Organised by Center for Democracy & Technology (CDT)
- Emma Llansó Director, Free Expression Project Center for Democracy & Technology (CDT)
- Mark McCarthy, Senior VP, Public Policy, Software & Information Industry Association (SIIA)
- Prabhat Agarwal, Deputy Head of Unit F.2 (E-Commerce and Platforms), DG CONNECT, European Commission
- Armineh Nourbakhsh, Associate Director, Data Science S&P Global
Governments and companies are turning to automated tools to make sense of what people post on social media. Policymakers routinely call for social media companies to identify and take down hate speech, terrorist propaganda, harassment, “fake news” or disinformation, and other forms of problematic speech, and companies are developing and rolling out new AI applications to keep up with the pressure to moderate content. But these tools have limitations that can affect their accuracy, fairness, and effectiveness. For example, natural language processing (NLP) algorithms can amplify social bias reflected in language and disproportionately censor or misinterpret the speech of certain groups. Bias in content moderation algorithms raises ethical and human rights concerns, including the risk of discriminatory enforcement of laws or terms of service. Often, those whose content is removed are left without transparency into the review and takedown process or any recourse to challenge the decision.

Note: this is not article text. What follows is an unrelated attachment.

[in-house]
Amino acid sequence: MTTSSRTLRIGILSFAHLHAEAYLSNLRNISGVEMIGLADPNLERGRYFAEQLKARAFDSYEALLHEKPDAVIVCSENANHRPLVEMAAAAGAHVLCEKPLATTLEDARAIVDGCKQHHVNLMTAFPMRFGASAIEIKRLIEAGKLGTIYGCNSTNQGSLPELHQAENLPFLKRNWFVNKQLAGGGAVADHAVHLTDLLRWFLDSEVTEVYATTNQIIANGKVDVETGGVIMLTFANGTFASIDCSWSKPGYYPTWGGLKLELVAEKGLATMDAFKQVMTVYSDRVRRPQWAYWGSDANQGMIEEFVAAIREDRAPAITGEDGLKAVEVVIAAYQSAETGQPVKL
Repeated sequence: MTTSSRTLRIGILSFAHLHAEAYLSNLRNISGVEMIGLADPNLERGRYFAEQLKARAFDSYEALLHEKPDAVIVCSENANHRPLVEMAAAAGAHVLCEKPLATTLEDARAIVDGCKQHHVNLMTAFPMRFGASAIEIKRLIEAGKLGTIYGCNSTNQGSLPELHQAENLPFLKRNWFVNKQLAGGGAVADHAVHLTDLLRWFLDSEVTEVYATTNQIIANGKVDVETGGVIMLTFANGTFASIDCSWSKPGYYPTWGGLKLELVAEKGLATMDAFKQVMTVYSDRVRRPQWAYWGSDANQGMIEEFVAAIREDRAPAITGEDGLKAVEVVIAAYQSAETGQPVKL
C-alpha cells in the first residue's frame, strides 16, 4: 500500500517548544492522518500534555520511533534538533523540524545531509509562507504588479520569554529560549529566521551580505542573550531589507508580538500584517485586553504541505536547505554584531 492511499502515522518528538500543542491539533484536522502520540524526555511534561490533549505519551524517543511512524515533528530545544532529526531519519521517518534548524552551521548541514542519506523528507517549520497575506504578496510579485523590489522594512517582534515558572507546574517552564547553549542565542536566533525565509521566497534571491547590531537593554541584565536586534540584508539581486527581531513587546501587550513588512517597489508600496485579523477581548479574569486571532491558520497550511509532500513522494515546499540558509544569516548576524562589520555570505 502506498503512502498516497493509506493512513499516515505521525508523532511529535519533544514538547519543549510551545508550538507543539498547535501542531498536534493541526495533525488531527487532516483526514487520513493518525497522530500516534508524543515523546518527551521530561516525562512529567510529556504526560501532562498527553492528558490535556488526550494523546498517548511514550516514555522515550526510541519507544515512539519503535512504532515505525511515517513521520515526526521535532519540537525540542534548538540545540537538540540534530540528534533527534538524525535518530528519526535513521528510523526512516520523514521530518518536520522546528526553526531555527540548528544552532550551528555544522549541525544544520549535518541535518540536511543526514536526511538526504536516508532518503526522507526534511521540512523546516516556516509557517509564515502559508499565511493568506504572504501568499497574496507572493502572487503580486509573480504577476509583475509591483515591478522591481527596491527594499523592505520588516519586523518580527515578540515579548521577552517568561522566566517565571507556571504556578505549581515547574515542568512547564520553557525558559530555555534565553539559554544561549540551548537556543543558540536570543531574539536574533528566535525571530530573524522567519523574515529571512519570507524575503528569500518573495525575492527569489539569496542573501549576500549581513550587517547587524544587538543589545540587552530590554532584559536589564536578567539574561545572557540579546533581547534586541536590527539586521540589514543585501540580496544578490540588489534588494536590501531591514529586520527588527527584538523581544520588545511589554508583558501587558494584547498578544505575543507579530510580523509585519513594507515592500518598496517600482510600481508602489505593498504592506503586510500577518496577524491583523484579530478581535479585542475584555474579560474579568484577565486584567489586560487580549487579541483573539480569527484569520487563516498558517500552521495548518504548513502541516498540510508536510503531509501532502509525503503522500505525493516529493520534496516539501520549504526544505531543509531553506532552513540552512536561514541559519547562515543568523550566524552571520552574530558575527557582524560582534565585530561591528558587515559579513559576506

This panel will discuss the capabilities and limitations of content moderation tools, focusing on the key issues that policymakers must understand before intervening in this area. It will also discuss what companies can do to make their content moderation practices more fair, transparent, and accountable, highlighting some practices that companies are currently engaging in.
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